political tension that centred on religious debate. For example, Elizabeth
Avery, who first wrote in the late 1640s, had been brought up in exile in
the Netherlands in the two decades before war. She spent time in the
Fifth Monarchist congregation of John Rogers inside the Protestant Pale
in Dublin and her brother was a Congregationalist minister in Boston.87
The missionary travel of Quaker women also exemplifies the lived experience of women politicised by their times. Quaker Anne Gargill travelled
Passionate performances – Poems
erotic and divine
Except you’enthrall mee, never shall be free,
Nor ever chast, except you ravish mee.
(‘Batter my heart’, ll. 12–14)
Whereas Donne’s erotic poems are much indebted to religious
metaphor, his nineteen ‘Holy Sonnets’ strongly rely on erotic
imagery. After an analysis of Donne’s religiously erotic poems,
these are now to be compared to his erotically religious poetry.
As it engages in a histrionics of love making, Donne’s erotic
poetry conceives of love as a matter of (artful) performance, hence
The church as sacred space places the reader at the heart of medieval
religious life, standing inside the church with the medieval laity in order to
ask what the church meant to them and why. It examines the church as a building,
idea, and community, and explores the ways in which the sanctity of the church
was crucial to its place at the centre of lay devotion and parish life. At a
time when the parish church was facing competition for lay attention, and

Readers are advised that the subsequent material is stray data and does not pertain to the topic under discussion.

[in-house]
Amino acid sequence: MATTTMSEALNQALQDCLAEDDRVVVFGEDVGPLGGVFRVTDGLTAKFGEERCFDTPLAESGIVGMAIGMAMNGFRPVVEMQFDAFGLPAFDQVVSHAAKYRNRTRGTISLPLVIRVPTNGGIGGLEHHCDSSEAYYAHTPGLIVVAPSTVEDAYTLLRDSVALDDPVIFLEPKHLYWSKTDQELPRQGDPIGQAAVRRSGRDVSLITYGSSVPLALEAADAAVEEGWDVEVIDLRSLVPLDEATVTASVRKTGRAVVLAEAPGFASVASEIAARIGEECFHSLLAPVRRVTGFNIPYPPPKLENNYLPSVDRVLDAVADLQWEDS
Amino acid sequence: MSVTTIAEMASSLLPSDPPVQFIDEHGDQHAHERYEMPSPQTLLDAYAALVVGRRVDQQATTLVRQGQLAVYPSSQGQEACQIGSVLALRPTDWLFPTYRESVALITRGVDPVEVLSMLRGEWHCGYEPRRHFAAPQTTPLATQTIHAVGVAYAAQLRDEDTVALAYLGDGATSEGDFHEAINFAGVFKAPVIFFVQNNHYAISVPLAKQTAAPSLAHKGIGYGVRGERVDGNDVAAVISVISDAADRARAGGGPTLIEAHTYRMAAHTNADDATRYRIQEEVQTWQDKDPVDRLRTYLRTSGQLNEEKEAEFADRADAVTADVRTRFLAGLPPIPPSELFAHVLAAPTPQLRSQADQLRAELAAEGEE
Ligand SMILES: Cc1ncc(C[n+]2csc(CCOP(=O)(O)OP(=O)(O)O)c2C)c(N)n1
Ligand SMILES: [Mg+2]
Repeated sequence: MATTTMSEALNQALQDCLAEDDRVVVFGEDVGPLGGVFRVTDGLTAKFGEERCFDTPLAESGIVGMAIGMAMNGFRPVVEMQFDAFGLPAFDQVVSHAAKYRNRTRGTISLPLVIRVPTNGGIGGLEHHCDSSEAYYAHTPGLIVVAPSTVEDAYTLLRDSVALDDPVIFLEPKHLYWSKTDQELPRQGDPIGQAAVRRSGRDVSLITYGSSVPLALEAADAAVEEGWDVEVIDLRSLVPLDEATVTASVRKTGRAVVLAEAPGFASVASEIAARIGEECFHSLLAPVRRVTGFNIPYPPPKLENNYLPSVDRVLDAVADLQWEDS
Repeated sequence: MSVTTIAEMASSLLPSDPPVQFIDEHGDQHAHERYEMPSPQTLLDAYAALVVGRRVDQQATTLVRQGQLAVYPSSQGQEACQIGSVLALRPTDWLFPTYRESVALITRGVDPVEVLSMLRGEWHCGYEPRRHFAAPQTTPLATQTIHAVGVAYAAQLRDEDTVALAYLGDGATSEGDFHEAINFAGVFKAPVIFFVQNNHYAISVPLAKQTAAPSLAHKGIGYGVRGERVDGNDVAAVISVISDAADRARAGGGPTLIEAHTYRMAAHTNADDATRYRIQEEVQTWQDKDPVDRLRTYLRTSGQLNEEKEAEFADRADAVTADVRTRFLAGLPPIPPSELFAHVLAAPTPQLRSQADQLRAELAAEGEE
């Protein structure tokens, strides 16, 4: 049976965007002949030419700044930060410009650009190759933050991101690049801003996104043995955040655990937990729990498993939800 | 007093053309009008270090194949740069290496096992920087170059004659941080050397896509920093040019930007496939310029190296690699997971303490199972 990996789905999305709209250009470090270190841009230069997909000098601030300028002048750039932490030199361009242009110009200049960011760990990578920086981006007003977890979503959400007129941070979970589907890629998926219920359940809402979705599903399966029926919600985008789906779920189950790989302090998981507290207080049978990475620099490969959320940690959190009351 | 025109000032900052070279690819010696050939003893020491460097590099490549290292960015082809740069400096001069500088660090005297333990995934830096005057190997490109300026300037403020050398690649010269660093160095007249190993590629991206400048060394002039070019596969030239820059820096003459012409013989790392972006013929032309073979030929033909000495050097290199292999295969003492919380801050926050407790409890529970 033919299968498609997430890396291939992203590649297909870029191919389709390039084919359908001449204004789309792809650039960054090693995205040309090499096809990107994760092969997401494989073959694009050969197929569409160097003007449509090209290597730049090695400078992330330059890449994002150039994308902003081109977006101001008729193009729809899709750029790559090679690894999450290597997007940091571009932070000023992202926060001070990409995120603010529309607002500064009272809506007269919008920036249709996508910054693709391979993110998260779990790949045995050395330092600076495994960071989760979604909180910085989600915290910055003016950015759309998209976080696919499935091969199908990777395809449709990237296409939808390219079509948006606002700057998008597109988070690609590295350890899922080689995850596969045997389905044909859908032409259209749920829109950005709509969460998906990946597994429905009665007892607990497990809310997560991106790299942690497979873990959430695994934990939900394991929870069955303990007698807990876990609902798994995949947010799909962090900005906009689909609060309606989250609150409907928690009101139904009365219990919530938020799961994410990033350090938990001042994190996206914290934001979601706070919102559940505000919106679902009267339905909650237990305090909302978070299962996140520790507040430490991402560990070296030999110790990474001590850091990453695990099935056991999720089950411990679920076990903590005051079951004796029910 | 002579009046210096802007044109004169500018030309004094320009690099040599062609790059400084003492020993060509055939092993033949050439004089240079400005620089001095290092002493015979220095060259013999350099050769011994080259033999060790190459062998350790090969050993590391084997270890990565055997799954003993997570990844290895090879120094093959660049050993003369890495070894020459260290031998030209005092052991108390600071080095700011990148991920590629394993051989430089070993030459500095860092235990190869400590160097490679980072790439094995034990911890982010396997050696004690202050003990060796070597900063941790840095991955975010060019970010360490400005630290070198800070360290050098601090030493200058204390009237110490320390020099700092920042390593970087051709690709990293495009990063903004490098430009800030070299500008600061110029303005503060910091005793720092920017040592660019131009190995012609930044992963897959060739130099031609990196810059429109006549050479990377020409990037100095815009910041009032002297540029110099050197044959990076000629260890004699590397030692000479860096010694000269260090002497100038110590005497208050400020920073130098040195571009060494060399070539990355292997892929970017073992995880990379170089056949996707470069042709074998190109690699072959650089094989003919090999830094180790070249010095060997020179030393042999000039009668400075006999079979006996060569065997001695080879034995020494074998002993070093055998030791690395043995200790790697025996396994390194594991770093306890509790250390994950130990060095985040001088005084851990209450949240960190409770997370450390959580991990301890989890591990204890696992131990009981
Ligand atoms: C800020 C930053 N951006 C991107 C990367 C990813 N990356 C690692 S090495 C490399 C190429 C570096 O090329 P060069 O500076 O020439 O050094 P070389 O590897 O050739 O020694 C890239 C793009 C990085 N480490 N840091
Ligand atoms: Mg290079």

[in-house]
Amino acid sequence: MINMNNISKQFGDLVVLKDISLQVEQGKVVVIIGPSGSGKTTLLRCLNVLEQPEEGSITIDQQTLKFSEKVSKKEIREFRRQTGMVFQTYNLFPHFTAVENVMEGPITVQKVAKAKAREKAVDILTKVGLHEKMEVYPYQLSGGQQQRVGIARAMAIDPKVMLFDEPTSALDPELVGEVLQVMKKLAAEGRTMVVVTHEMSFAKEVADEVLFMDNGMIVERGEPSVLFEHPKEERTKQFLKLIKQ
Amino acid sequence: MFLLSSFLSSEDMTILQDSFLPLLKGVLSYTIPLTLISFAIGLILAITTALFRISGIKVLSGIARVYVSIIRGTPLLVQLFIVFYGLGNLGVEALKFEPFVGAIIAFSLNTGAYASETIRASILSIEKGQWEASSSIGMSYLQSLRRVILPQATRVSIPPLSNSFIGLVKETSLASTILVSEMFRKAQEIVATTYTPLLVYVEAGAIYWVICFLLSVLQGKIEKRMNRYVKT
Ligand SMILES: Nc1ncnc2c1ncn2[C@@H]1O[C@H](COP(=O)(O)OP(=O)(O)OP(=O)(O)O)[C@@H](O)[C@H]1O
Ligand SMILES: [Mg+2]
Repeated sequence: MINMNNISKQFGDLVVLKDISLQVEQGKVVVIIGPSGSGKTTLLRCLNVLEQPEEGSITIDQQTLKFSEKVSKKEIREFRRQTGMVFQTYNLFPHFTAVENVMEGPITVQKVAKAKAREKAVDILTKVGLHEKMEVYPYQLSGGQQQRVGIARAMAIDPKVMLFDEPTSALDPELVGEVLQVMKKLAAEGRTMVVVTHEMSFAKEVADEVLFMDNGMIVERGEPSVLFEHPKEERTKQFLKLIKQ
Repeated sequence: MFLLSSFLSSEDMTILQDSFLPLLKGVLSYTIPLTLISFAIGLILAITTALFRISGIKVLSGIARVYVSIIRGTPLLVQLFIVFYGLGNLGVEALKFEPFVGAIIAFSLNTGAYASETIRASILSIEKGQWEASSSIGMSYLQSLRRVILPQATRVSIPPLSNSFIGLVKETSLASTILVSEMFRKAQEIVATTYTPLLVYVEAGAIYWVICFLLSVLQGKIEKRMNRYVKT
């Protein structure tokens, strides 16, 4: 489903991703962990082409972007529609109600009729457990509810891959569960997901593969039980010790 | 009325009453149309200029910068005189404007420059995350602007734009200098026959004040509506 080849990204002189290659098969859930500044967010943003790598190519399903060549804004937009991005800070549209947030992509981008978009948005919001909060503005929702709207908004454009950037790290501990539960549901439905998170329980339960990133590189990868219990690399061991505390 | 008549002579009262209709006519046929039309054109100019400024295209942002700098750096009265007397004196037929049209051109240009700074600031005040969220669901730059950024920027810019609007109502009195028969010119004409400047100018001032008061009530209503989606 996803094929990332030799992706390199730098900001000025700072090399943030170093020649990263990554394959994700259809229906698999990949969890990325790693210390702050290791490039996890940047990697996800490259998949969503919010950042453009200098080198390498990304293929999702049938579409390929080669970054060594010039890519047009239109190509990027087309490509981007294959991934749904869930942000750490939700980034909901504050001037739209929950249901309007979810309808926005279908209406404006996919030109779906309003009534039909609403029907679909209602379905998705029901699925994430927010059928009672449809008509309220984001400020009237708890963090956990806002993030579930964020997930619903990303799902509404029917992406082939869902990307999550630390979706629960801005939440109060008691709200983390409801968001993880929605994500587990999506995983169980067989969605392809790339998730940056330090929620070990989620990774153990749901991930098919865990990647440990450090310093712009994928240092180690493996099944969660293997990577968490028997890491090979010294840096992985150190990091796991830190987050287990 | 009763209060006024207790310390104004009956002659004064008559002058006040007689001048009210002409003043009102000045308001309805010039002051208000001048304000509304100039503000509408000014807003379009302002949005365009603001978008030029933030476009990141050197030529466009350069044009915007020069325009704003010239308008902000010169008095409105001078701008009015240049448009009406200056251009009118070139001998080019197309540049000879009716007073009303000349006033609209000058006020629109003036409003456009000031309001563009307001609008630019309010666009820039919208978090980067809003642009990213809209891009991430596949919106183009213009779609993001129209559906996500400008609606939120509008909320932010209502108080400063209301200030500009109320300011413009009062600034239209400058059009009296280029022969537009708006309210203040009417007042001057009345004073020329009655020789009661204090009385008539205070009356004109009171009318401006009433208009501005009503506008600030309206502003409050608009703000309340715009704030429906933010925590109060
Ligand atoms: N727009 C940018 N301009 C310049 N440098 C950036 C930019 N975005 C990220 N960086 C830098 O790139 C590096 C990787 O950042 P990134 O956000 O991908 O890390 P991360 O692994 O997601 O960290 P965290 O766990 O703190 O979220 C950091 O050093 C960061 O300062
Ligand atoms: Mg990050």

dissenting movements such as Lollardy were challenging the relevance of the
material church, the book examines what was at stake in discussions of sanctity
and its manifestations. Exploring a range of Middle English literature alongside
liturgy, architecture, and material culture, the book explores the ways in which
the sanctity of the church was constructed and maintained for the edification of
the laity. Drawing on a wide range of contemporary theoretical approaches, the
book offers a reading of the church as continually produced and negotiated by
the rituals, performances, and practices of its lay communities, who were
constantly being asked to attend to its material form, visual decorations, and
significance. The meaning of the church was a dominant question in late-medieval
religious culture and this book provides an invaluable context for students and
academics working on lay religious experience and canonical Middle English
Murderers, martyrs and the ‘sacred space’ of the early modern prison
the Lollards’ Tower assumes an ambiguous identity: it sits on architectural borders between the sacred and profane, but it also seems like a threshold to St Gregory's. Its name also represents the profound changes the Reformation made to ideas of sacred space. When Hunne was imprisoned, Lollards were on the margins of English religious life, criminalised by secular and ecclesiastical authorities. By the time his story was printed in 1537, monasteries and chantries were being demolished and St Paul's future was as a Protestant cathedral. Catholic priests and laity